Sacramento Republic has always been a team with some serious talent in central midfield. Fortunately for us, even with some significant roster turnover since the 2016 Depth Chart Series came out, that seems to still be the case this season.
Here’s a breakdown of who the Republic has available at central midfield, starting from the top and working down to the bottom.
1. Jeremy Hall
At the beginning of the 2016 season, you would be hard pressed to find a Republic fan that recognized the name Jeremy Hall. Those who did would probably know him from his time with Toronto FC in MLS from 2012 to 2014. Now, however, it would be difficult to find a Republic fan that does not recognize his name.
Hall came to the Republic as a loan player from the Tampa Bay Rowdies in July of last year and immediately established himself as an important part of the team, playing nearly every single game from that point onward. Hall immediately improved a midfield that had struggled at times to put its mark on games and control proceedings in the middle of that field. His experience and passing ability helped to improve how the Republic as a whole moved the ball, which in turn made the team run much more smoothly. Before Hall showed up, the Republic were earning an average of 1.7 points per game. After he came to the team, it earned an average of 2.1 points per game.
It is no wonder that when it was announced that Hall would be returning for 2017, this time a a full-fledged Republic player, the fan response was overwhelmingly positive.
2. Adam Moffat
Throughout the off-season, the rumor was the Paul Buckle was looking to make a big move to upgrade the Republic’s central midfield. If bringing Jeremy Hall back was one part of that move, signing Adam Moffat was another.
Moffat is a veteran midfielder with more that 10 years of professional playing experience, most notably with MLS’s Houston Dynamo from 2011 to 2013 and most recently with NASL’s New York Cosmos. If last Saturday’s game against FC Cincinnati is any indication, he will likely be Buckle’s go-to partner with Jeremy Hall.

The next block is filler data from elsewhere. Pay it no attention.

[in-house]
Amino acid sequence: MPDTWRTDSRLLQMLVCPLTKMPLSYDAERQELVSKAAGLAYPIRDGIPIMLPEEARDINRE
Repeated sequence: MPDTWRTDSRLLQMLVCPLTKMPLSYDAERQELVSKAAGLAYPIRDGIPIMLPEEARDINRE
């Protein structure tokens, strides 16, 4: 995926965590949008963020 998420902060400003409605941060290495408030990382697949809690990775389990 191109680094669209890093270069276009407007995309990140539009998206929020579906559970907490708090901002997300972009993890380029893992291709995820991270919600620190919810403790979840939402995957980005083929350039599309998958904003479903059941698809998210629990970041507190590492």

That Moffat-Hall pairing could potentially be the Republic’s best ever. New ICS contributor Matt Weber had this to say about the effectiveness of the partnership in his most recent article.
In the center of the pitch, Hall and Moffat were are a particularly effective paring. The duo screened Republic's vulnerable center backs, clogged up passing lanes and made tackles all over the pitch. An area that Republic needed to improve on last year was distribution from center midfield, and Moffat seems to offer the threat of long, vertical, on the ground passes. The ability to beak lines of defense from midfield is another arrow in Buckle's growing quiver.
3. Danny Barrera
Although Barrera has been an important part of the Republic since he signed with the team 2015 season, last season he became crucial to the team’s success. He was named captain, took over set piece delivery duties, and generally acted as the team’s creative hub.
He appeared in all 30 of the Republic’s USL games last season (starting 29) and set a team record for appearances and starts. He also recorded nine assists, setting another record and bringing his all-time total to 12, just one below the Republic’s all-time assist leader, Rodrigo Lopez. He also scored three goals of his own. To cap it all off, he was deservedly named to the All-USL First Team.
Barrera looks primed to continue being a big part of the Republic’s plans this year. So then why is he all the way down here at number three, I hear you cry. Well even though Barrera himself has said he likes central midfield better, he has most regularly been used by Buckle as a wide midfielder. And if the recent FC Cincinnati friendly is any indication, he’ll probably continue to be utilized out wide.
4. Agustin Cazarez
Some Republic fans may not realize this, but Agustin Cazarez is one of the longest tenured players on the team. Only Dominik Jakubek and Emrah Klimenta, both signed before the team ever kicked a ball in league play, have been with the team longer. Cazarez was signed late in the 2014 season, in the same week as James Kiffe.
Since he signed with the Republic, Cazarez has appeared in 31 USL games: 1 in 2014, 16 in 2015, and 14 in 2016. In that time Cazarez has bounced around a bit between his more natural midfield position and fullback. However, he seems to have found a home in central midfield under Buckle.
From his comments in the past, Buckle seems to value Cazarez as for his flexibility and hard work — both extremely useful to have in a rotation player. And that’s really where he fits in to the Republic roster, as someone that can fill in for injured players or come off the bench without a drop in quality.
What do you think of this picture of the Republic’s central midfield? Did we miss anyone? Should the order be different? Sound off in the comments below!
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